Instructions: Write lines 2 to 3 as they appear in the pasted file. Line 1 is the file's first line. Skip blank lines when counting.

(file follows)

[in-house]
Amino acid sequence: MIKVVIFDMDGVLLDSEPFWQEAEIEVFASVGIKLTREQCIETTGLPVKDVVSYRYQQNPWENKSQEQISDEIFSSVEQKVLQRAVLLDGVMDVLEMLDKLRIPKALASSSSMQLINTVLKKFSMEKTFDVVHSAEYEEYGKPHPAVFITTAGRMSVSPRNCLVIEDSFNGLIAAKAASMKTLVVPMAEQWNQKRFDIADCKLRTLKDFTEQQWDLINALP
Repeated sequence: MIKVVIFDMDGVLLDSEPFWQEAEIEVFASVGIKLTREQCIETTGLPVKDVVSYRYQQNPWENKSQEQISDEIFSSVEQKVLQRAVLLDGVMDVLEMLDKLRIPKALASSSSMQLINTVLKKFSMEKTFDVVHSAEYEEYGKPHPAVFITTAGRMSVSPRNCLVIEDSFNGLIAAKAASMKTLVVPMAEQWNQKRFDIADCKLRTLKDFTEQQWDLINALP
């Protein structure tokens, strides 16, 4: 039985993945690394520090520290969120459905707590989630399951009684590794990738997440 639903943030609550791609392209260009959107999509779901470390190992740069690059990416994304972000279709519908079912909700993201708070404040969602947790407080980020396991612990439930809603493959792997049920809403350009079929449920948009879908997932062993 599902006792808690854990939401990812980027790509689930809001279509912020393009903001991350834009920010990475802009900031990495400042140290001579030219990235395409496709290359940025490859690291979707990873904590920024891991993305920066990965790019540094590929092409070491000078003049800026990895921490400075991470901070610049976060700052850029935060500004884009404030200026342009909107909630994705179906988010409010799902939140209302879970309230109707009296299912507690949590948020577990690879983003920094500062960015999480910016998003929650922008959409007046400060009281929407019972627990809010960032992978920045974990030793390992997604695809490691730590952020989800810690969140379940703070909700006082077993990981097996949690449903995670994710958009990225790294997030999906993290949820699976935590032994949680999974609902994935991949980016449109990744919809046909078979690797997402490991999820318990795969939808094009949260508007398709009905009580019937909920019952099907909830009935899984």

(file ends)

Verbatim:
Amino acid sequence: MIKVVIFDMDGVLLDSEPFWQEAEIEVFASVGIKLTREQCIETTGLPVKDVVSYRYQQNPWENKSQEQISDEIFSSVEQKVLQRAVLLDGVMDVLEMLDKLRIPKALASSSSMQLINTVLKKFSMEKTFDVVHSAEYEEYGKPHPAVFITTAGRMSVSPRNCLVIEDSFNGLIAAKAASMKTLVVPMAEQWNQKRFDIADCKLRTLKDFTEQQWDLINALP
Repeated sequence: MIKVVIFDMDGVLLDSEPFWQEAEIEVFASVGIKLTREQCIETTGLPVKDVVSYRYQQNPWENKSQEQISDEIFSSVEQKVLQRAVLLDGVMDVLEMLDKLRIPKALASSSSMQLINTVLKKFSMEKTFDVVHSAEYEEYGKPHPAVFITTAGRMSVSPRNCLVIEDSFNGLIAAKAASMKTLVVPMAEQWNQKRFDIADCKLRTLKDFTEQQWDLINALP